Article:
The 7th of February will be remembered at the end of the season as an important day for football, what with the sheer number of big games and derby matches on show. Fans had a ball with all the action on show. The day kicked off with Tottenham Hotspur entertaining their big London rivals, Arsenal.
The atmosphere at White Hart Lane was charged, with fans looking to give their side any possible advantage in a game that was surely going to be very difficult. Both sides came into the match almost neck and neck. Just 2 points separated them, with the form books making for identical reading; Blue Square’s news feed showing exactly that. Spurs had made their way into the League Cup final, and had Kane and Eriksen looking good. The away side too, was looking in good shape coming into this match. Ozil and Walcott had just returned from injury, and were looking dangerous, while the side in general was playing with a new found confidence, after a stunning win at the Etihad on their last Premier League trip.
Tottenham: Lloris; Walker; Dier; Vertonghen; Rose; Bentaleb; Mason; Dembele; Lamela; Eriksen; Kane.
Arsenal: Ospina; Bellerin; Mertesacker; Koscielny; Nacho; Coquelin; Ramsey; Cazorla; Welbeck; Ozil; Giroud.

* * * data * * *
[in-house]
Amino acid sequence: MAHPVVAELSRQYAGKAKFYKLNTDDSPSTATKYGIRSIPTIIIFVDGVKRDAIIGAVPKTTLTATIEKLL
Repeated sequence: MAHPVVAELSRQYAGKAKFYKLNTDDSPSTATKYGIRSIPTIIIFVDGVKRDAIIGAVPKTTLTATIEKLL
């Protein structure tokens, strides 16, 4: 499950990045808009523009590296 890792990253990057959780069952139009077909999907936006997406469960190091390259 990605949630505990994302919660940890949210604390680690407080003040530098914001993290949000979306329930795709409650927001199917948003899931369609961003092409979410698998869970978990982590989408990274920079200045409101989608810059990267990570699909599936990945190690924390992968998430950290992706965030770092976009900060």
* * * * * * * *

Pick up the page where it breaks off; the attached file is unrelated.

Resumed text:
Substitutions: Chadli – Dembele; Stambouli – Lamela; Paulinho – Mason // Rosicky – Cazorla; Walcott – Welbeck; Akpom – Coquelin.
Goals: Kane 56′, 86′ // Ozil 11′
Arsenal channeling Etihad game plan
One of the most stunning Arsenal performances in recent times came a few weeks ago when Arsenal traveled to Manchester to square off with the champions at the Etihad. On that occasion, they shocked the world by playing with a deep defensive line, and looking hit City on the break. The plan worked, as they came away with a terrific 0-2 win, not to mention praise from all quarters. Wenger took inspiration from that success, and once again set his side up to play on the break.
44% is rather definitely not what the Gunners are used to, but this is the possession they clocked up on the day. The side were quite happy to stay deep, and allow Spurs to have the ball in their own half, and less dangerous areas of the pitch. The Gunners were more pleased to stay back in their own third of the pitch, and absorb the pressure. The space between the lines was greatly reduced, and Spurs found it very hard to play through the Arsenal side. The shape too, was changed to add another man in the middle of the park. The usual 4-2-3-1 gave way to a 4-3-3, with Cazorla and Ramsey in front of Francis Coquelin.